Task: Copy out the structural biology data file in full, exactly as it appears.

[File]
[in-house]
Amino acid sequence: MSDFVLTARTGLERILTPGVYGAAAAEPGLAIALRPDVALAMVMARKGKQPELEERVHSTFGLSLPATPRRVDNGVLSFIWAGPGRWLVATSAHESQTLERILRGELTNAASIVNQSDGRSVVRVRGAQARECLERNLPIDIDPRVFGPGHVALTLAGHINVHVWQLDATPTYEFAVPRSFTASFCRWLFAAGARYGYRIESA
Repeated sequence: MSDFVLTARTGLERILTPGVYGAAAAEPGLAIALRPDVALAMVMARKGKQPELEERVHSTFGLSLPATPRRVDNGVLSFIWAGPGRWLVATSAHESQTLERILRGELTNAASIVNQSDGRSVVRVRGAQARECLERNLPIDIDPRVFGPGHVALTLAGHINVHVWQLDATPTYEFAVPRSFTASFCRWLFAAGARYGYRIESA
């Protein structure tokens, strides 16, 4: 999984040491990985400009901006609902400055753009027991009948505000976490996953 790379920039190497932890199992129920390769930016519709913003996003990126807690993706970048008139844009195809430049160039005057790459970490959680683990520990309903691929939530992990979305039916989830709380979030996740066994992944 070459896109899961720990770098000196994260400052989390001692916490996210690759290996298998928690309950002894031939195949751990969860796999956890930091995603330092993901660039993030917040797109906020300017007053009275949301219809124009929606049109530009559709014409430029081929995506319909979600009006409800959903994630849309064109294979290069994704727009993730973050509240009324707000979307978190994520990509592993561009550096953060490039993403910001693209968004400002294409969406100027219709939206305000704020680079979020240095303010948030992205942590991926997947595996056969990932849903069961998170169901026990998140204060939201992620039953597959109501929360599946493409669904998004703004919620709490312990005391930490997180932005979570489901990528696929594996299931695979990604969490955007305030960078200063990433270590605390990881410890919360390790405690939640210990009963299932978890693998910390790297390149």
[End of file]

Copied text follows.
[in-house]
Amino acid sequence: MSDFVLTARTGLERILTPGVYGAAAAEPGLAIALRPDVALAMVMARKGKQPELEERVHSTFGLSLPATPRRVDNGVLSFIWAGPGRWLVATSAHESQTLERILRGELTNAASIVNQSDGRSVVRVRGAQARECLERNLPIDIDPRVFGPGHVALTLAGHINVHVWQLDATPTYEFAVPRSFTASFCRWLFAAGARYGYRIESA
Repeated sequence: MSDFVLTARTGLERILTPGVYGAAAAEPGLAIALRPDVALAMVMARKGKQPELEERVHSTFGLSLPATPRRVDNGVLSFIWAGPGRWLVATSAHESQTLERILRGELTNAASIVNQSDGRSVVRVRGAQARECLERNLPIDIDPRVFGPGHVALTLAGHINVHVWQLDATPTYEFAVPRSFTASFCRWLFAAGARYGYRIESA
């Protein structure tokens, strides 16, 4: 999984040491990985400009901006609902400055753009027991009948505000976490996953 790379920039190497932890199992129920390769930016519709913003996003990126807690993706970048008139844009195809430049160039005057790459970490959680683990520990309903691929939530992990979305039916989830709380979030996740066994992944 070459896109899961720990770098000196994260400052989390001692916490996210690759290996298998928690309950002894031939195949751990969860796999956890930091995603330092993901660039993030917040797109906020300017007053009275949301219809124009929606049109530009559709014409430029081929995506319909979600009006409800959903994630849309064109294979290069994704727009993730973050509240009324707000979307978190994520990509592993561009550096953060490039993403910001693209968004400002294409969406100027219709939206305000704020680079979020240095303010948030992205942590991926997947595996056969990932849903069961998170169901026990998140204060939201992620039953597959109501929360599946493409669904998004703004919620709490312990005391930490997180932005979570489901990528696929594996299931695979990604969490955007305030960078200063990433270590605390990881410890919360390790405690939640210990009963299932978890693998910390790297390149």